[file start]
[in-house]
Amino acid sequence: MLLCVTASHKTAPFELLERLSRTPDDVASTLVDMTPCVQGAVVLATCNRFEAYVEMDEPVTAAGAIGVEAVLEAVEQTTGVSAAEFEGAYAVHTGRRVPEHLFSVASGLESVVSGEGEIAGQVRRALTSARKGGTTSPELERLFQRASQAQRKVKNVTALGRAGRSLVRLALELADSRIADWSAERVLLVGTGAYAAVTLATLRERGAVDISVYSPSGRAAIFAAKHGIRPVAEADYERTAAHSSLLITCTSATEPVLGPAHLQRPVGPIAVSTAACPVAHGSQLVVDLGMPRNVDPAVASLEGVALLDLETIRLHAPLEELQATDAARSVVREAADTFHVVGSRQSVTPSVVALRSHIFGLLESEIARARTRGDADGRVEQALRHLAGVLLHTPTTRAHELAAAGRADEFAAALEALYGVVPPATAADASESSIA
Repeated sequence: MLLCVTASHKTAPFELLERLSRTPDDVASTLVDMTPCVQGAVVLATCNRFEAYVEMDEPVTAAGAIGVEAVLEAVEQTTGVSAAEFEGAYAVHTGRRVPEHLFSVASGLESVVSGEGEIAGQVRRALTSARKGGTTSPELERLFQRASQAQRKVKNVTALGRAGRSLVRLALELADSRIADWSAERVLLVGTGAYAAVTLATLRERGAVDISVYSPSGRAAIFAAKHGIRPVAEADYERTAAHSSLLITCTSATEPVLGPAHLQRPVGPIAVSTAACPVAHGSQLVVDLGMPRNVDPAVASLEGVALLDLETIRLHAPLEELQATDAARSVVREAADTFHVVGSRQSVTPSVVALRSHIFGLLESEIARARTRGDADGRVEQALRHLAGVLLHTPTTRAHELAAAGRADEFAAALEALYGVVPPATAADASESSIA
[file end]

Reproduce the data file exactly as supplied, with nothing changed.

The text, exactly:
[in-house]
Amino acid sequence: MLLCVTASHKTAPFELLERLSRTPDDVASTLVDMTPCVQGAVVLATCNRFEAYVEMDEPVTAAGAIGVEAVLEAVEQTTGVSAAEFEGAYAVHTGRRVPEHLFSVASGLESVVSGEGEIAGQVRRALTSARKGGTTSPELERLFQRASQAQRKVKNVTALGRAGRSLVRLALELADSRIADWSAERVLLVGTGAYAAVTLATLRERGAVDISVYSPSGRAAIFAAKHGIRPVAEADYERTAAHSSLLITCTSATEPVLGPAHLQRPVGPIAVSTAACPVAHGSQLVVDLGMPRNVDPAVASLEGVALLDLETIRLHAPLEELQATDAARSVVREAADTFHVVGSRQSVTPSVVALRSHIFGLLESEIARARTRGDADGRVEQALRHLAGVLLHTPTTRAHELAAAGRADEFAAALEALYGVVPPATAADASESSIA
Repeated sequence: MLLCVTASHKTAPFELLERLSRTPDDVASTLVDMTPCVQGAVVLATCNRFEAYVEMDEPVTAAGAIGVEAVLEAVEQTTGVSAAEFEGAYAVHTGRRVPEHLFSVASGLESVVSGEGEIAGQVRRALTSARKGGTTSPELERLFQRASQAQRKVKNVTALGRAGRSLVRLALELADSRIADWSAERVLLVGTGAYAAVTLATLRERGAVDISVYSPSGRAAIFAAKHGIRPVAEADYERTAAHSSLLITCTSATEPVLGPAHLQRPVGPIAVSTAACPVAHGSQLVVDLGMPRNVDPAVASLEGVALLDLETIRLHAPLEELQATDAARSVVREAADTFHVVGSRQSVTPSVVALRSHIFGLLESEIARARTRGDADGRVEQALRHLAGVLLHTPTTRAHELAAAGRADEFAAALEALYGVVPPATAADASESSIA